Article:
“Sir?” the man shouted.
“We can’t get to the magazine. The enemy’s already in the compound.” He gripped the man’s shoulder. “Their aim must be to destroy the gunboats. Take the crews to the boats and cast off, quick as you like!”
The Bosun nodded and began shouting orders. Without hesitation the well-trained crews began to rush around the foot of the slipway, heading for the gunboats berthed snugly to their jetties. Horatio turned as a militia sergeant ran up and saluted. “Sir, the lieutenant’s compliments and we’ll do what we can.” He gestured toward the road. The jagers there had opened a brisk fire, but the militia was mostly screened by the palisade. Chips of wood flew from the fence as bullets struck it. “We’re under pressure sir, but we’ll hold!”
“Good man! My thanks to your lieutenant.”
The sergeant saluted and ran back to his unit. Horatio turned away, gripped the hilt of his sword and ran alongside his men. I don’t even know the lieutenant’s name, he thought. It’s something I’ll have to rectify. The snap and flare of musket fire from the farthest boat, Phlegethon, drew him onward. Those jagers have penetrated deep into our defenses! He felt a stab of agony in his heart. The boat guards will be overwhelmed! Will we be in time?
Their feet thundered on the dock planking. Horatio saw a crowd of jagers rushing toward the hapless Phlegethon. All fire from her deck had ceased.
At the farm Lieutenant Horst and his NCOs finally got his men into some semblance of order, after a flurry of confusion over dropped muskets, hats, pouches. All the while the sound of increasingly furious musket fire came from the east, the constant rattle interspersed with crashing volleys.
It’s like bloody Viehdorf all over again, Horst thought. Only now I’m the one in command. He looked back from his position at the head of the company column. Raw recruits, God help us! He hesitated, on the verge of giving a speech, but a fresh blast of musketry persuaded him not to. Instead, he drew his sword and pointed it to the east. “Marines, by the left, forward!”
The new Marine company stumbled into motion, some of the new recruits still having only a hazy idea about which foot was their left. Lieutenant Serle, a fresh-faced boy with some pretensions of military learning strode by Horst’s side. “Should we not put out flank guards?” he asked eagerly.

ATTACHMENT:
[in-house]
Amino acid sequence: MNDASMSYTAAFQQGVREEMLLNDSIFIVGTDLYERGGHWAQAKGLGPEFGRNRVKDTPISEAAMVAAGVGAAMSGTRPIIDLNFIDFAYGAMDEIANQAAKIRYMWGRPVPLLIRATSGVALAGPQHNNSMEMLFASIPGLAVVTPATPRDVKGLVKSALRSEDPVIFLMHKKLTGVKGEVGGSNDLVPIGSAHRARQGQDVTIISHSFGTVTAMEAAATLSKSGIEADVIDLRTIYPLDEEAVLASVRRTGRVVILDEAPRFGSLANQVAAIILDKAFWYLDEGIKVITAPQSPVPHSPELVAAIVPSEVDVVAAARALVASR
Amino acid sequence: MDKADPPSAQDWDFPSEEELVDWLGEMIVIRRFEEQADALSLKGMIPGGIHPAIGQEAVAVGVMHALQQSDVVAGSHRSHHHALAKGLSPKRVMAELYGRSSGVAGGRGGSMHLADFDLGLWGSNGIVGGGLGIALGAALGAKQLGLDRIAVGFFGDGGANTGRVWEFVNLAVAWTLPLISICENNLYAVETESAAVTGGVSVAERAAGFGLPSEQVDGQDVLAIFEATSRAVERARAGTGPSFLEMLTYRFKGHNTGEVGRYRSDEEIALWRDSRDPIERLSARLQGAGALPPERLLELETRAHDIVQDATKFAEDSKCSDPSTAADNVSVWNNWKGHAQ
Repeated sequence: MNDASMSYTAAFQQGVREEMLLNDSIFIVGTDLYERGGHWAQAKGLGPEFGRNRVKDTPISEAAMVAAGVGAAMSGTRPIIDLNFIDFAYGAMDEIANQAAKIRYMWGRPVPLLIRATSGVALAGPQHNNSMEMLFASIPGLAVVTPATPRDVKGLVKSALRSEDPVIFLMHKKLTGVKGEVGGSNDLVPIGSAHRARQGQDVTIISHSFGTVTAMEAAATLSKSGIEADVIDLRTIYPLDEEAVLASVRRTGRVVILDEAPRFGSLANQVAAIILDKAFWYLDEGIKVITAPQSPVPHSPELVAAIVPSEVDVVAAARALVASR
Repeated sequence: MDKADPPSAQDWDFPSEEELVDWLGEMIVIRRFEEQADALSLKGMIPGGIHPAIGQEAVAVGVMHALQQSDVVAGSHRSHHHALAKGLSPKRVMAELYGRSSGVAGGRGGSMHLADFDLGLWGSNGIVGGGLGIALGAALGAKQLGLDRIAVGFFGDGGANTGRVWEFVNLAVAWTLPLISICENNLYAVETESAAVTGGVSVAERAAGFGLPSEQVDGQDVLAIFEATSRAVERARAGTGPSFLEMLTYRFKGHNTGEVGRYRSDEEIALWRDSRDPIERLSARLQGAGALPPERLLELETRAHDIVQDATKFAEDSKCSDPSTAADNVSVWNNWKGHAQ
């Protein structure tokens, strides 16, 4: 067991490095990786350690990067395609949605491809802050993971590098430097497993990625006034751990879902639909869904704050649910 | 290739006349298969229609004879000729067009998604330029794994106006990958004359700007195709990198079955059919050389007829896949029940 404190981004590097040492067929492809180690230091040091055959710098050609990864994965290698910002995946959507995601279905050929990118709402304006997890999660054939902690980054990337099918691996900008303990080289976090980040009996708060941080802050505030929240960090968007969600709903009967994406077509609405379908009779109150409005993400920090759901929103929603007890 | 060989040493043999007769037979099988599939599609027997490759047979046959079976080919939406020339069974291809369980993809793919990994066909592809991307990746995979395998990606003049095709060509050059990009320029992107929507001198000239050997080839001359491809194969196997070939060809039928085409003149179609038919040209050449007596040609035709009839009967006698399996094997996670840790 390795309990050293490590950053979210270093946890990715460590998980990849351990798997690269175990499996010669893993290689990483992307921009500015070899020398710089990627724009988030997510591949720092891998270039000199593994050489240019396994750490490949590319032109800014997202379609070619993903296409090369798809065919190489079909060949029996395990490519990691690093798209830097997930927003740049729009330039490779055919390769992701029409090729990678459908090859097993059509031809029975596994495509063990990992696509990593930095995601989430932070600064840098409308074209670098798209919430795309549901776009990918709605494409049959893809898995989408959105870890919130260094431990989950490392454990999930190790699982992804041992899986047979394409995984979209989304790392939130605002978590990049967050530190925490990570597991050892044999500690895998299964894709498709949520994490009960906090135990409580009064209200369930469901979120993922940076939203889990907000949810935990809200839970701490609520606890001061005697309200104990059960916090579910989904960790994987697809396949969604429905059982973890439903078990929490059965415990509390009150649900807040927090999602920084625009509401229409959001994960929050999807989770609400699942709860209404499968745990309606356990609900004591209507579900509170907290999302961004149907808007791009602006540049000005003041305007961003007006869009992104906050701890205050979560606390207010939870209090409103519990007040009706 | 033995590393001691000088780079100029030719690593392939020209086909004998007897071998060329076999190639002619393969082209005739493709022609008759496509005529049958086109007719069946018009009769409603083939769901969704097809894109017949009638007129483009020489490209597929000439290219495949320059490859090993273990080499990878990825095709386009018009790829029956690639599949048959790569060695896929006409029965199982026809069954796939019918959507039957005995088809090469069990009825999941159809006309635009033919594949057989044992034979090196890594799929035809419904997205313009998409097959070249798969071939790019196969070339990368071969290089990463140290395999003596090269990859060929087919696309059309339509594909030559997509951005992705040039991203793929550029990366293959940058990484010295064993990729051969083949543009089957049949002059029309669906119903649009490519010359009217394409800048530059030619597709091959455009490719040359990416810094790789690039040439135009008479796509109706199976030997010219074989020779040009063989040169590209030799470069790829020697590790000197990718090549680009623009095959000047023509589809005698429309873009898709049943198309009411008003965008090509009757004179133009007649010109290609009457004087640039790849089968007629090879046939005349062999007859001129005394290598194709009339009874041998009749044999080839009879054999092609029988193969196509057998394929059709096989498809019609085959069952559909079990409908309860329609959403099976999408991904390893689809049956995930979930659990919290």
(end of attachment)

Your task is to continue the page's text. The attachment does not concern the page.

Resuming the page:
“We haven’t time for that nonsense,” Horst growled, leading his men down the farm track and onto the road. “The dockyard’s under attack. Speed is of the essence!”
The youth touched his hat and stepped back. “Very good, sir,”
Horst turned his attention back to the road. Speed is of the essence. I just hope we’re in time to foil whatever deviltry’s afoot!
Similar thoughts were passing through Schnoedt’s mind as the Lehmangraz militia began to form up in the street. Few men had bothered to pull on even the regulation militia coat. Most stood now in whichever garments they had to hand upon the summons being sounded. Schnoedt regarded them all, nodding thoughtfully. Raw troops, with a little training and a few superannuated veterans. Thank goodness we’ve had some recent experience of soldiering through guarding the dockyard. The now-constant crackle of gunfire drew his attention to the east. Clearing his throat, he raised his voice.
“Men! Our fellow citizens are engaged in battle even as I speak. It is our bounden duty to go to their aid.” He looked over the assembled ranks. “Look to the commands given to you and obey smartly. Good luck and may God favor us all!”
A militiaman stepped forward leading Umbrage, Schnoedt’s horse. Schnoedt swung up into the saddle, and drew his sword. “Forward, Lehmangraz!” he shouted, and urged the mount into motion.
As the militia headed out on the main road Schnoedt saw the Marine company issuing forth from the farm. New troops, and very raw, he thought not for the first time, yet they have a touch of arrogance about them more suited to a veteran unit. The Marine officer stumped along at the head of his men, a set and lowering expression on his face. Schnoedt thought of the few occasions he’d encountered Lieutenant Horst. That one might benefit from being lowered a peg or two. Let’s hope it’s not to all our cost.
The Marines swung onto the road, beating the militia to the junction by a short head. Schnoedt raised a hand to halt his men, allowing the last of the Marines to file by, noticing as he did so that some were out of step. A split second later a crashing volley ripped into the Marines, sending men falling like leaves. Within moments the reasonably ordered formation disintegrated.Horatio’s feet thundered on the planking as he headed for Acheron. Her boat guards were firing as and when they could see a target, no easy task given the clutter of buildings and dockyard impedimenta in their line of sight. The firing from Phlegethon’s direction ceased even as Horatio reached Acheron’s entry port. He rushed aboard, his thoughts grim. “Let go all!” he roared as his men found their stations. “Helm amidships. Pole her out, don’t wait for anything or anyone!”
Propelled by sheer brawn Acheron began to move, the men detailed to the task sweating. Horatio looked to his left, across Cocytus and saw smoke beginning to rise from Phlegethon’s deck. A second later the first flames appeared, staining the darkening cload with yellow and orange. He felt his heart seized by a brief moment of sadness. His men exchanged shots with the smoke-wreathed enemy, but there would be no saving the veteran gunboat. He felt thankful his own dear Acheron lay in the berth nearest the barracks. And now enemy soldiers were appearing on Cocytus’ deck too!
“Heave!” he roared. Within seconds Acheron slipped free of her confining berth and onto the broad waters of the Adse. With maneuvering room opening up around his command, Horatio breathed a little easier. He glared at Cocytus. “Make ready the main gun!”